The town of Harmony is located in Chautauqua County in the southwestern corner of New York state (see red dot on the map at left). It is a tranquil rural community of about 2,000 people with a growing reputation for producing some of the finest maple syrup in the country. The earliest settlers began arriving in 1809, and the town was incorporated in 1816, at which time it was on the western frontier of the newly created United States of America.
Friday, July 17, 2009
I first learned of the town during a Google search for information on my 4x-great-grandfather, Timothy Jenner, son of Revolutionary War veteran, Stephen Jenner. By this time in our research, my daughter and I had decided that she would join the Daughters of the American Revolution (DAR) when she turned 18 and I would join the Sons of the American Revolution (SAR) now. By doing so, all my daughter would have to prove for her DAR application is her descendency from me, so by gathering all the documentation for my SAR application now, we would be killing two birds with one stone. As a result, the Jenner portion of our genealogical quest had shifted from merely knowing who our ancestors were to proving who they were -- a significantly more difficult task. We were looking for original documents, like birth certificates, marriage licenses, death certificates, or official town records that listed the parents of each of our Jenner ancestors. It only took a couple of days to learn that such records are sparse prior to 1900 and all but non-existent prior to 1850.
By this time, we had backtracked from my grandmother, Vivian Grace Jenner (born 1887 in Pleasonton, KS), to her father, Almond Lewis Jenner (born 1863 in Anderson, IN), to his father, Moses German Jenner (born 1833, location unknown). We had copies of their birth certificates or US Census records establishing their relationships, but we had not yet located any record acceptable to the SAR or DAR of the relationship of Moses G. Jenner to his father, Moses Johnson Jenner, or of Moses J. Jenner to his father, Timothy Jenner. So these were the focus of our research. And it was during this period of our research that we learned the history of American civil record-keeping.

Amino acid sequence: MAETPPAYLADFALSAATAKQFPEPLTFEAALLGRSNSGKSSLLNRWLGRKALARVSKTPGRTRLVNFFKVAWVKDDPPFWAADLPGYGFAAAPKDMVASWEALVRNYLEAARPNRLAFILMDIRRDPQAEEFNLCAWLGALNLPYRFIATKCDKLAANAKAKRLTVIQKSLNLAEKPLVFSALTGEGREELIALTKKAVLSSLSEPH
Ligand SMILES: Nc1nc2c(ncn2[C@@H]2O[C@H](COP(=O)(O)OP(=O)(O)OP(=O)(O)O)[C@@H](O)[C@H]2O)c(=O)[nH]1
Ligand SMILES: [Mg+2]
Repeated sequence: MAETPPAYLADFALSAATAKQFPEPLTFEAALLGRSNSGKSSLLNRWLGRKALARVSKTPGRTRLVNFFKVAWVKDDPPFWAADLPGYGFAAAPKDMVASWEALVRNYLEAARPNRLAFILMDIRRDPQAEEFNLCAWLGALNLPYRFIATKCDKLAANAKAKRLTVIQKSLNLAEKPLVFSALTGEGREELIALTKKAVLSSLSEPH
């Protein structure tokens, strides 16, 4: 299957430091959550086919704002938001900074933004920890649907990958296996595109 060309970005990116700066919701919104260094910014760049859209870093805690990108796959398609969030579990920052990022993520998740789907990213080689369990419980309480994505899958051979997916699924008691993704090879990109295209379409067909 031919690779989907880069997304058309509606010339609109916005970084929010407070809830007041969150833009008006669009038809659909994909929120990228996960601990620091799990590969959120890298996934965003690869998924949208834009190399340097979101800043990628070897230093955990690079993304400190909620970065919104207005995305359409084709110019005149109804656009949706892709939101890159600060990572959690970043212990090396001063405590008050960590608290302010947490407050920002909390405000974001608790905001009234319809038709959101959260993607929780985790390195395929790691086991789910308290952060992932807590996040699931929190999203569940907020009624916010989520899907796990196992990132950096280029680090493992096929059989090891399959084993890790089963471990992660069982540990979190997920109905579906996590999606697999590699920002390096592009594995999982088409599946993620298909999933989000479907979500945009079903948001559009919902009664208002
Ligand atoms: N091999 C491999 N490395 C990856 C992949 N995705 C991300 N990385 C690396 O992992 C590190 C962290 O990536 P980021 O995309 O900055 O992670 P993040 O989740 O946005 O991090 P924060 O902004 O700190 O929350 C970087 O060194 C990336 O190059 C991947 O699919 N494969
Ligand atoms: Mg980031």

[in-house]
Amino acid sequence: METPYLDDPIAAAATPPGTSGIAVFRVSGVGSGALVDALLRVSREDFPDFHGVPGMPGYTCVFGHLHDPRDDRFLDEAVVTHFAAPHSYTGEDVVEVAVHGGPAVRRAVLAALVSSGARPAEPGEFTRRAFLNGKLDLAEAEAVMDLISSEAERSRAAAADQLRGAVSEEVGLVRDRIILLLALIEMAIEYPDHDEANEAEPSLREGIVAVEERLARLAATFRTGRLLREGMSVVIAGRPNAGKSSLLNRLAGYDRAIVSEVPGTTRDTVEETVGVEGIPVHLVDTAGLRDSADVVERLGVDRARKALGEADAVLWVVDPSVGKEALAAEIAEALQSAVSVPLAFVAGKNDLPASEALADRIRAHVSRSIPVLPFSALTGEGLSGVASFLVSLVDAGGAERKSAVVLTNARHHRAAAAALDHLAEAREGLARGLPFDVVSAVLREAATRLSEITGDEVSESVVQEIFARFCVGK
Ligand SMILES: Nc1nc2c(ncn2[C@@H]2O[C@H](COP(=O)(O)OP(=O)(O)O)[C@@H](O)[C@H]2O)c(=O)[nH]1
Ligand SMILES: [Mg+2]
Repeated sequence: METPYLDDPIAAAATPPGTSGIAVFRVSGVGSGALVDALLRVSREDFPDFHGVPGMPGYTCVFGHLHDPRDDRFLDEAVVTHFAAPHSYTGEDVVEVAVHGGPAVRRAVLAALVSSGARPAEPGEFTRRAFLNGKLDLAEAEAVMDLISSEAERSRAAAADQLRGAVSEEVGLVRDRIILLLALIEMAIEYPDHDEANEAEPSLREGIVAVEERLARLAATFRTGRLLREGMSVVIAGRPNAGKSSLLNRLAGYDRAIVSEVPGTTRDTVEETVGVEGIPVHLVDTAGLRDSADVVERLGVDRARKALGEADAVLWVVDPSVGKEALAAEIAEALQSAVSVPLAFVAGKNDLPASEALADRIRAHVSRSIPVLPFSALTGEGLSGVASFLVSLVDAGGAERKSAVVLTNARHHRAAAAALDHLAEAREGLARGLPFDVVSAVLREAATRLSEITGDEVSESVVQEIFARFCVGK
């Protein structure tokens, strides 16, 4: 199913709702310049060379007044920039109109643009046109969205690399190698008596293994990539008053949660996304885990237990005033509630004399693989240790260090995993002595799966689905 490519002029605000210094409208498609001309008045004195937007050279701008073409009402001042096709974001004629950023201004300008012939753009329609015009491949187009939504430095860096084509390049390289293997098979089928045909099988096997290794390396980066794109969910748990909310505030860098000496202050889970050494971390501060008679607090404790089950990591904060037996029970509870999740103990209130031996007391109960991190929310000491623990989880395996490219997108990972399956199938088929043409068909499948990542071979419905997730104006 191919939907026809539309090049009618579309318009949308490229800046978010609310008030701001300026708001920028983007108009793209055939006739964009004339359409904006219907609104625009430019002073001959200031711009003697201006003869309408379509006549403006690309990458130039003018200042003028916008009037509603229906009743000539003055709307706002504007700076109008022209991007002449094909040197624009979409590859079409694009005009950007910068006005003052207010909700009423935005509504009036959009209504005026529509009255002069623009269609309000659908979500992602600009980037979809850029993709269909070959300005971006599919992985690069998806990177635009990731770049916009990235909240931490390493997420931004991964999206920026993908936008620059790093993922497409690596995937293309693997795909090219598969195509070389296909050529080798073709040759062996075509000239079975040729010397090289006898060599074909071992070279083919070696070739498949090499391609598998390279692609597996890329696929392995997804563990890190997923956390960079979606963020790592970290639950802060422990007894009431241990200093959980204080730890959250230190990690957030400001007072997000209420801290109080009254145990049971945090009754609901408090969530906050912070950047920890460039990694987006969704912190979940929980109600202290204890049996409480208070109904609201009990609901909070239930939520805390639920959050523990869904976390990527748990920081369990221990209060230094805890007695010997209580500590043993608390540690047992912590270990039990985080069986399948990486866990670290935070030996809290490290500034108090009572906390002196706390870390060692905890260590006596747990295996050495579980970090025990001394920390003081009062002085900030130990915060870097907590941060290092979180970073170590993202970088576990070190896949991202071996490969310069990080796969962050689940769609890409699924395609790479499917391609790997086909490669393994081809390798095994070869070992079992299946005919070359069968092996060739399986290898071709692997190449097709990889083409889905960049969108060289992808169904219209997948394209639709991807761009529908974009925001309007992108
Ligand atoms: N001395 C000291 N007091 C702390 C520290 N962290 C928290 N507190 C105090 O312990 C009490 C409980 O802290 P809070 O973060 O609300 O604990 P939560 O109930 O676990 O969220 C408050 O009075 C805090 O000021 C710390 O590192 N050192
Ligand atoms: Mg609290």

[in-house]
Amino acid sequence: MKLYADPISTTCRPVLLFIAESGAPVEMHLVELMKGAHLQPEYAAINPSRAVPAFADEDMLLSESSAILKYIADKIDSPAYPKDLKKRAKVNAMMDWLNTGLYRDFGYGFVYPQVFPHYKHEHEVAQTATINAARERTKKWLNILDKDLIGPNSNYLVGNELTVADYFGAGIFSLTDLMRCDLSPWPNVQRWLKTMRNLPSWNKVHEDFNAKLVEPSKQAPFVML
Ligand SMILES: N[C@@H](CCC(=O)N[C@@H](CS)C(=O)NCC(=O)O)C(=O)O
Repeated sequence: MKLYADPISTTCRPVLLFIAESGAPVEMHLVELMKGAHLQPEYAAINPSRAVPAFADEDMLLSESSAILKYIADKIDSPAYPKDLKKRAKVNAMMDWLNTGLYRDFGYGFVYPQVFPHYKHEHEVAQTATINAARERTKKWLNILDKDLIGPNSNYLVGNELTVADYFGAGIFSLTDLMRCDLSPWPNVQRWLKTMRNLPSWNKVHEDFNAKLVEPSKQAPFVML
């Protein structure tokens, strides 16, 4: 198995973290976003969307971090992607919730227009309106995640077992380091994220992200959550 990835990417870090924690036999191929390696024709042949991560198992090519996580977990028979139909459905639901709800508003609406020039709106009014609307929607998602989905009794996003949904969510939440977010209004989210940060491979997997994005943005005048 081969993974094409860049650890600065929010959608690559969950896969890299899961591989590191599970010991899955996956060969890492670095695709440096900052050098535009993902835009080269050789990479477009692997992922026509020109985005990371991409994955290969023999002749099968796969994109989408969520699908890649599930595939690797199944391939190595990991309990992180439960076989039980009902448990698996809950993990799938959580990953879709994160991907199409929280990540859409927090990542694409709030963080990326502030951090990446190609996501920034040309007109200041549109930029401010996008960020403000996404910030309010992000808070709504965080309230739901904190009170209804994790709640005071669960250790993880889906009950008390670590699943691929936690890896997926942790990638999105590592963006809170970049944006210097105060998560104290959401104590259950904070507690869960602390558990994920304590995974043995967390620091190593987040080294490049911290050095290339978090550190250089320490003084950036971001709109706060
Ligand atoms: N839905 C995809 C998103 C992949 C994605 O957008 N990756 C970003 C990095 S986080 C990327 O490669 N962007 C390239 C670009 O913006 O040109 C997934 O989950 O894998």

Prior to the Revolutionary War, there was no federal or state government; only colonies and townships. Colonies were continually changing in size, name, and character during the period of colonial expansion from 1620 to 1750. For example, New Haven Colony in Connecticut started several "plantations" at nearby West Haven, East Haven, Guilford, etc. Initially, these plantations were subordinate to, and subject to the charters of, their sponsoring colonies. But, if they were successful and grew, they eventually separated into distinct colonies and were granted their own charters. With colonies being in flux, townships were the most stable level of governance, so the majority of civil record-keeping was handled by town clerks or, more often, by church clerks.
Churches were the center of social, civil, and economic life in the colonies. Most of the town charters that I have read include provisions that membership -- and regular attendance -- in the local church was mandatory for property ownership and citizenship in the town. This only makes sense. Colonial towns were often first settled by fewer than 50 people. Each new town was a dangerous excursion into the wilderness and its inhabitants were utterly dependent upon one another for their survival. It was absolutely essential that the settlers of each town be completely of like mind and harmonious in their relationships or the town would fail and its residents would die. All residents being members of the same church, sharing the same fundamental beliefs and values, was the best way of ensuring the harmony necessary for survival in a harsh and unforgiving environment. So, in addition to being houses of worship and centers of social life in the colonies, the churches also served as the centers of local government prior to the Revolutionary War -- and it was the job of the church clerks to record the births, marriages, deaths, and even deeds and other financial transactions of the towns.